Litter louts in Manchester can expect to be slapped with an £80 fine if they’re caught dropping rubbish in the city centre.
The move is part of a huge crackdown on littering organised by Manchester City Council in response to concerns from residents about the growing problem.
The dedicated team of officers will work seven days a week looking out for people who ignore rubbish bins in a bid to clean up the city.
Cllr Bernard Priest, deputy leader of the council, said: “We’ve communicated with the vast majority of decent people who want to enjoy the city centre and don’t want to see it being used as a rubbish dump – now we’ve got to get tough.
“This crack team have had special training and will get to work looking for those individuals who still think it’s acceptable to drop litter.
“These litter louts are in the minority but there’s enough of them to have an impact on the city centre, which is very distressing for our residents and the millions of people which visit Manchester every year.
“From now on, anyone who drops litter can expect a tap on the shoulder and an on the spot fine.”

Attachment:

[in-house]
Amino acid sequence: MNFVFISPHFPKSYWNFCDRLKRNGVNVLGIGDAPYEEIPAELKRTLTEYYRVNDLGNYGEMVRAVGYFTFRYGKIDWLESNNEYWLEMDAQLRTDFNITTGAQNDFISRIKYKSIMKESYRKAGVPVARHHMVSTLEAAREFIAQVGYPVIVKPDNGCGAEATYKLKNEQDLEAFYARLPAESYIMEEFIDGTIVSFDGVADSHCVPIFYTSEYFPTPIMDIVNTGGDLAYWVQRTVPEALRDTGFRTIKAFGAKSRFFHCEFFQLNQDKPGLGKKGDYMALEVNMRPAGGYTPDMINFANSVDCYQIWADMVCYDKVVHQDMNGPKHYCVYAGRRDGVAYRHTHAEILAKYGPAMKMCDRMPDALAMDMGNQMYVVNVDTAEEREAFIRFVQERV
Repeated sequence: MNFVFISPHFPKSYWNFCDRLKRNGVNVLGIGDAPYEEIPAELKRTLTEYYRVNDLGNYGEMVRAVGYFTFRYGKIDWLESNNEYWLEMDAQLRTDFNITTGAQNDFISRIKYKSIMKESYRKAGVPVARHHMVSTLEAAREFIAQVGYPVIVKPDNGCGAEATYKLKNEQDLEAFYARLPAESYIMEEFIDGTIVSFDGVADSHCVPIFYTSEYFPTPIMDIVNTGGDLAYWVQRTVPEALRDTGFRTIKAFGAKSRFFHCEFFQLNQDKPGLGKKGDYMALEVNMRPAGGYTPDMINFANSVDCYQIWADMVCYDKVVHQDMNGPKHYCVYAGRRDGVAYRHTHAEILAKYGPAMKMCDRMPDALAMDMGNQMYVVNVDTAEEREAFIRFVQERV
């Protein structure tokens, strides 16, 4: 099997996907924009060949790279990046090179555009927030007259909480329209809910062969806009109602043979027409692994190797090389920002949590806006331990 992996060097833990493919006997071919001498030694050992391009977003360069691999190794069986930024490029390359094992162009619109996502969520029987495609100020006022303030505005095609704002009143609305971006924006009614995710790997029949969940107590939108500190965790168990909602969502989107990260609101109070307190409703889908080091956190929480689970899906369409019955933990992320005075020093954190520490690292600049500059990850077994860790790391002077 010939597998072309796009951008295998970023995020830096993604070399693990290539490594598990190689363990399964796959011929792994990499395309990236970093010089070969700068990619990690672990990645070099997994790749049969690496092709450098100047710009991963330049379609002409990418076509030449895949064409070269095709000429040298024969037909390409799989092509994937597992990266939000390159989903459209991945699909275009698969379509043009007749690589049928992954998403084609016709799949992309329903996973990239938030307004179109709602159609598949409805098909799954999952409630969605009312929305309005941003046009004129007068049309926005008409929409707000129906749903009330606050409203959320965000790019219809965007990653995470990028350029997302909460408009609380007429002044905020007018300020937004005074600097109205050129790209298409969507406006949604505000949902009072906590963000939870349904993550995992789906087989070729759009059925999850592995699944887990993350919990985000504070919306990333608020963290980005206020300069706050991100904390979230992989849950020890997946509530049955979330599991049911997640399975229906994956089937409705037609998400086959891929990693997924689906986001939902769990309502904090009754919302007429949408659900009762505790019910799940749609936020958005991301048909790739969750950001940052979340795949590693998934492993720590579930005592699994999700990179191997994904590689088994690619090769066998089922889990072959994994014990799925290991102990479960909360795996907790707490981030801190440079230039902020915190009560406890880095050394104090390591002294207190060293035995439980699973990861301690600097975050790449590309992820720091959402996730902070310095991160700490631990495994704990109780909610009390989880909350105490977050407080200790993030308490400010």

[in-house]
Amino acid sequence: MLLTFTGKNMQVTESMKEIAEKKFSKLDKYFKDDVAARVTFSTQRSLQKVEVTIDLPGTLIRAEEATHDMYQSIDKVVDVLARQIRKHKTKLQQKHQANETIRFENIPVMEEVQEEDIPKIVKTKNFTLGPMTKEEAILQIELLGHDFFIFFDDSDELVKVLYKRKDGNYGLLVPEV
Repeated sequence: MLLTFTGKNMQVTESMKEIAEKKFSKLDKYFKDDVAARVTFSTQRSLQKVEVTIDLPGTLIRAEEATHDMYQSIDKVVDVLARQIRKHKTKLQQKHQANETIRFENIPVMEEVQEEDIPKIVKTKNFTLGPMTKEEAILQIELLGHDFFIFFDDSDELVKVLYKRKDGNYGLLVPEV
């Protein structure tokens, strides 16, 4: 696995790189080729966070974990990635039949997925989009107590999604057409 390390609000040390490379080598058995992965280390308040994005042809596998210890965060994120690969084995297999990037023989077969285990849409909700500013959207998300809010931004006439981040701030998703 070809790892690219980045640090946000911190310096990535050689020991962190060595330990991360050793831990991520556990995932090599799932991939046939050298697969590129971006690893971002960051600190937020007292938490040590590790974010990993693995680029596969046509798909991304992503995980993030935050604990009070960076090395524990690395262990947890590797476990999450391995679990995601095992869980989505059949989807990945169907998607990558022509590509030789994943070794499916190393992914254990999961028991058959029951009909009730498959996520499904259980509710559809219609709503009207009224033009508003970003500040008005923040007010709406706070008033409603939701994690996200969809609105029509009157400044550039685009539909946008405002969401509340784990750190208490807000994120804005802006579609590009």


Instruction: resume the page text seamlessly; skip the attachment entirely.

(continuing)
City Council bosses have warned that those who refuse to pay the £80 bill will face being taken before the courts however, council officials promise the fine will be reduced to £50 if paid within ten days.
The team will concentrate on well-used parts of the city centre where there have been problems with littering, while larger numbers of the officers will be on duty at busier times, such as around the children’s play area on Piccadilly Gardens.
THE CLEAN TEAM: The officers will be issuing fines to litter bugs in the city center
Meanwhile, around 20 PCSOs have now received additional training and will begin handing out litter enforcement notices in the city centre.
Other City Council officers and traffic wardens also hand out notices, but this is the first time a dedicated team has been responsible for looking out for people dropping litter.
The City Council has invested in more than 600 new litter bins which were installed in the city centre earlier this year – funded by the £14.5m clean city fund used to create long term improvements to Manchester’s environment.
A major campaign has also been launched urging residents and visitors to take responsibility for the issue by using the bins provided and not dropping litter.
Advertising slogans have been placed on paving slabs – thought to be a first for a British city – while grants have been provided to community groups who want to organise their own clean-up operations.